Ecommerce VAT Changes from 1 July 2021

From 1 July 2021, the EU is introducing substantial changes to the VAT rules around ecommerce. The changes will impact businesses making business to consumer (B2C) supplies of goods. The new ecommerce rules will include 3 major changes:

  • Launch of the One-Stop Shop (OSS) EU VAT return,
  • End of low value import VAT exemption, and introduction of the Import One Stop Shop return (IOSS), and
  • Making online marketplaces deemed suppliers for VAT.

One Stop Shop

The OSS allows for a single, EU-wide VAT return for the intra-EU supply of goods to consumers throughout the EU. It will allow businesses registering for OSS to pay VAT on B2C supplies made within the EU through a single OSS VAT return.

Introduction of the OSS coincides with the lowering of the EU distance sales threshold to a total of €10,000 across the EU member states. Once this threshold is breached VAT must be charged at the rate in the customer’s country. However, to avoid the need to register for VAT in all countries where the threshold has been breached, the sales for all EU countries can be reported and paid through one OSS return.

UK businesses which make distance intra-EU B2C sales of goods will need to register for OSS in an EU member state in order to submit OSS returns as this facility is only available to businesses registered for VAT in the EU.

Import One Stop Shop

The VAT exemption on imports of small consignments of a value up to €22 will be abolished from 1 July 2021. This means all goods imported in the EU will now be subject to VAT. However, for UK (and other RoW) businesses importing low value goods (less than €150) into the EU on behalf of their customers, the IOSS simplifies the declaration and payment of VAT. The IOSS allows suppliers selling imported goods to consumers in the EU to collect, declare and pay the VAT to the tax authorities, instead of making the buyer pay VAT when the goods are imported into the EU. Like the OSS, an EU registration will be required. UK businesses will need to appoint an EU-established intermediary to fulfil their VAT obligations under IOSS.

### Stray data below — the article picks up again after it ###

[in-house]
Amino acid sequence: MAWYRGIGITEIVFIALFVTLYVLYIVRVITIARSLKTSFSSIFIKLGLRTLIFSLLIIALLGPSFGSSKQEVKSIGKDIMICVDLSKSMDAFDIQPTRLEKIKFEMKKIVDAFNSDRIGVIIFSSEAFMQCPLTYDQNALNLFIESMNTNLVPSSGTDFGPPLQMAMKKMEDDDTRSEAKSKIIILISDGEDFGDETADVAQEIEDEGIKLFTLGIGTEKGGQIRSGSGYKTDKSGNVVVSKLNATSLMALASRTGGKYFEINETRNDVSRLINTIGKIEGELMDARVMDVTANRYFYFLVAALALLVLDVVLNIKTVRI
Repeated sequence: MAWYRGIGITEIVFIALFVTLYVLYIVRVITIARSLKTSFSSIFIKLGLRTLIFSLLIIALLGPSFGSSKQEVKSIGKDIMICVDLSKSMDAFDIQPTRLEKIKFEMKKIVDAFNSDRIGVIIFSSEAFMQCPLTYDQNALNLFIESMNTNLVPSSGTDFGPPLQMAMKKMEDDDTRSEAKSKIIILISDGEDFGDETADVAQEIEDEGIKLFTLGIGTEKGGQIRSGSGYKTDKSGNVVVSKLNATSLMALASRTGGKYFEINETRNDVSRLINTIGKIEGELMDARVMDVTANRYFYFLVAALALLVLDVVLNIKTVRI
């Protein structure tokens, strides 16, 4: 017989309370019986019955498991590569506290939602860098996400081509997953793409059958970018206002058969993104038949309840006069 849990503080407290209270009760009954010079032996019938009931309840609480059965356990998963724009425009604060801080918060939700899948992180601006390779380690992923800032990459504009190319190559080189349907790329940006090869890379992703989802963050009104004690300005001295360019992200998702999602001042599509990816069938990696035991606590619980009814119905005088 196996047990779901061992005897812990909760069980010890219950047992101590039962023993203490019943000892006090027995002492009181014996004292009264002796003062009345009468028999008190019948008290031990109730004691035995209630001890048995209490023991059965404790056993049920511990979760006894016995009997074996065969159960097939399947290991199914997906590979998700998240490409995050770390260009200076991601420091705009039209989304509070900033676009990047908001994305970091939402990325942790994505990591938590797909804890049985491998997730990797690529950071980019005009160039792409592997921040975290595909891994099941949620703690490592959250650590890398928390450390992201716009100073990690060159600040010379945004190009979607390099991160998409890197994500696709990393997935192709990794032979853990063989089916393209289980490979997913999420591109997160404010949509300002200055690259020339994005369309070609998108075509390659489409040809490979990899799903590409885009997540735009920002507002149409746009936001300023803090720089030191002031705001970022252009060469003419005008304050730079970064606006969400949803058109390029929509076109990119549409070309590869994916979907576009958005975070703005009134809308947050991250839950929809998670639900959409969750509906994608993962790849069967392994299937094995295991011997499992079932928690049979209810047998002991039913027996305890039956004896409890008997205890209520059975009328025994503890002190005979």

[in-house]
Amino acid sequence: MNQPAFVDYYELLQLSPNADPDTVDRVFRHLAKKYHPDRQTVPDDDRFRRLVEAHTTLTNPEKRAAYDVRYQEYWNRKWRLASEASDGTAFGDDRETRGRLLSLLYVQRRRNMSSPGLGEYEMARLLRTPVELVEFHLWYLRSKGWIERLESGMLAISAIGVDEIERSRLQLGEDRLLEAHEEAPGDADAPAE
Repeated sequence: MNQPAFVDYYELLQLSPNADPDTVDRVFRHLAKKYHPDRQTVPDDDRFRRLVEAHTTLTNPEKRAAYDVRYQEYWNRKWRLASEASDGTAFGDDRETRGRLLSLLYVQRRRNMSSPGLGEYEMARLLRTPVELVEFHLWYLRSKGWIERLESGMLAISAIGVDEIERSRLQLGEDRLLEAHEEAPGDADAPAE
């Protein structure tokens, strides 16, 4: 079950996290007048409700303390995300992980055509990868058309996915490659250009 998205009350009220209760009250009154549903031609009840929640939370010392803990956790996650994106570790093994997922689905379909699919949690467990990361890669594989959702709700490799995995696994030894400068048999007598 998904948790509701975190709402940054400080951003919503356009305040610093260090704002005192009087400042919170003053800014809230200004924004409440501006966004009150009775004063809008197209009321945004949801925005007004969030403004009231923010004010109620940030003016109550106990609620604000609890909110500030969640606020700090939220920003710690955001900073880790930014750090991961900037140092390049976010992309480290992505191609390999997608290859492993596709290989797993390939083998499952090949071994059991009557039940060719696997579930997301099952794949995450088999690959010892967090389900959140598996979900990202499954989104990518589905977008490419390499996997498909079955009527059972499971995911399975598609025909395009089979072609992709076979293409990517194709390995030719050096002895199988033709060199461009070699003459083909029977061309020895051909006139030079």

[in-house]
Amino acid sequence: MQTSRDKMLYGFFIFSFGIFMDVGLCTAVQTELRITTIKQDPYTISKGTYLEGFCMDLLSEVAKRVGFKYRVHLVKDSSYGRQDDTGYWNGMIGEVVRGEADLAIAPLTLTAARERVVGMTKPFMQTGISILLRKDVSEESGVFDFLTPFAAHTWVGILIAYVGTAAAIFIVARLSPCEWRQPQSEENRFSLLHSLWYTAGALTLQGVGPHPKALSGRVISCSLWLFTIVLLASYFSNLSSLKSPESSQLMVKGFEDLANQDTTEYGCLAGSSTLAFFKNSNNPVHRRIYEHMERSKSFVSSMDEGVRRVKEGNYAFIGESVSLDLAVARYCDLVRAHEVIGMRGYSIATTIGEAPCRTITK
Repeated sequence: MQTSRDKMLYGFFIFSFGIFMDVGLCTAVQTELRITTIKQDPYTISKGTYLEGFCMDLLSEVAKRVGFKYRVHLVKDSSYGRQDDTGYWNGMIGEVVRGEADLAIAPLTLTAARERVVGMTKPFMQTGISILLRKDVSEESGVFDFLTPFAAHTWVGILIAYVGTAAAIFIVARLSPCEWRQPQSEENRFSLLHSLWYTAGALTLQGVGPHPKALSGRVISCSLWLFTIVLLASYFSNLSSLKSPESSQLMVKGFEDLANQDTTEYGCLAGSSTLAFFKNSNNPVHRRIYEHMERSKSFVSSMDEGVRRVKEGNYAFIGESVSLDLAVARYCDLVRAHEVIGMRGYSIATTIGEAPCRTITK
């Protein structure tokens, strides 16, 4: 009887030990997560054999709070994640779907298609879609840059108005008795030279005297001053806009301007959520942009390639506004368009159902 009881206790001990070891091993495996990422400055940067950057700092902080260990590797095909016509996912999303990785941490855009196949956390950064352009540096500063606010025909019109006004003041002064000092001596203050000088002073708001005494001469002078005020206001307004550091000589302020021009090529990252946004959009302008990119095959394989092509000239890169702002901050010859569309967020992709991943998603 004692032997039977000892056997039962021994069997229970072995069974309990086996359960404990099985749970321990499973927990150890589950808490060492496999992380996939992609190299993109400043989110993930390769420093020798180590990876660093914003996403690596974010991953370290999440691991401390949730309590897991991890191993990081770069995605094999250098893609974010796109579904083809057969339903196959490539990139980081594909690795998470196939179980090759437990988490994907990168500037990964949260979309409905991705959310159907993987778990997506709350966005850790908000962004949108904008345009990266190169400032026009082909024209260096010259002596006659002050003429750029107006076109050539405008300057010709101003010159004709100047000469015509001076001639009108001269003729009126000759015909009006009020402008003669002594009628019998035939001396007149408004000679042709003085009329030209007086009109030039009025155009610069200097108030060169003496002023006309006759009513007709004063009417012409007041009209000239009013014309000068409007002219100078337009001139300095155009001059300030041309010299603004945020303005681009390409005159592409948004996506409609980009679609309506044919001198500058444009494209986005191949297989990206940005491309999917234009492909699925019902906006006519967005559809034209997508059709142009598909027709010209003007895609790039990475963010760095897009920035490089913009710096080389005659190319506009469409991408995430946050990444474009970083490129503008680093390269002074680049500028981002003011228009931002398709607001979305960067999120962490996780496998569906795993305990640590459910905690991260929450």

Sellers registered for IOSS will need to collect VAT at the rate applicable in the EU Member State where the goods are to be delivered. This VAT is the import VAT which is due in the country of destination. IOSS returns will be submitted and paid monthly by the intermediary the business has appointed.

Where goods with a value of over €150 are imported for sale to a customer, a VAT registration may be required in the country of destination where a UK business (rather than the customer) imports goods into the EU and then makes the supply in the destination country. If the UK business does not have an establishment in that EU country, it will not benefit from a VAT registration threshold and will usually be required to register for VAT locally as soon as a sale arises.

Online Marketplaces

Starting 1 July 2021, new rules will apply to sales via electronic interfaces such as online marketplaces/platforms.  Marketplaces may become “deemed suppliers”, where certain conditions are met and they will have additional record keeping obligations.

The European Commission views a marketplace as a deemed supplier if it facilitates:

  • Distance sales of goods imported to the EU with a value not exceeding €150; and/or
  • Supplies of goods to customers in the EU, irrespective of their value, when the underlying supplier/seller is not established in the EU and the goods are already in the EU.

Where a marketplace is a deemed supplier in relation to a transaction, it is treated as if it has received and then supplied the goods itself and must make the associated VAT declarations and payment. Online marketplaces will be able to use both OSS and IOSS to assist with the increased VAT administrative burden.

Marketplaces will be required to keep records of all transactions, whether they are deemed suppliers or not, for at least ten years.


These changes will impact on many UK businesses selling goods to the EU, either directly or via online marketplaces such as Amazon. The EU has issued guidance on dealing with these changes, which can be accessed here and it is important that any business that may be affected ensures that it has taken account of the new rules.

Constable VAT can assist with this matter. Your business may be eligible to apply for the SME Brexit Support Fund. Smaller businesses can get up to £2,000 to pay for practical support, including training or professional advice to adjust to new customs, rules of origin and VAT rules when trading with the EU.

Please note that this blog is intended to provide a general overview of the subject. No liability is accepted for the opinions it contains or for any errors or omissions. Constable VAT cannot accept responsibility for loss incurred by any person, company or entity as a result of acting, or failing to act, on any material in this blog post. Specialist VAT advice should always be sought in relation to your particular circumstance.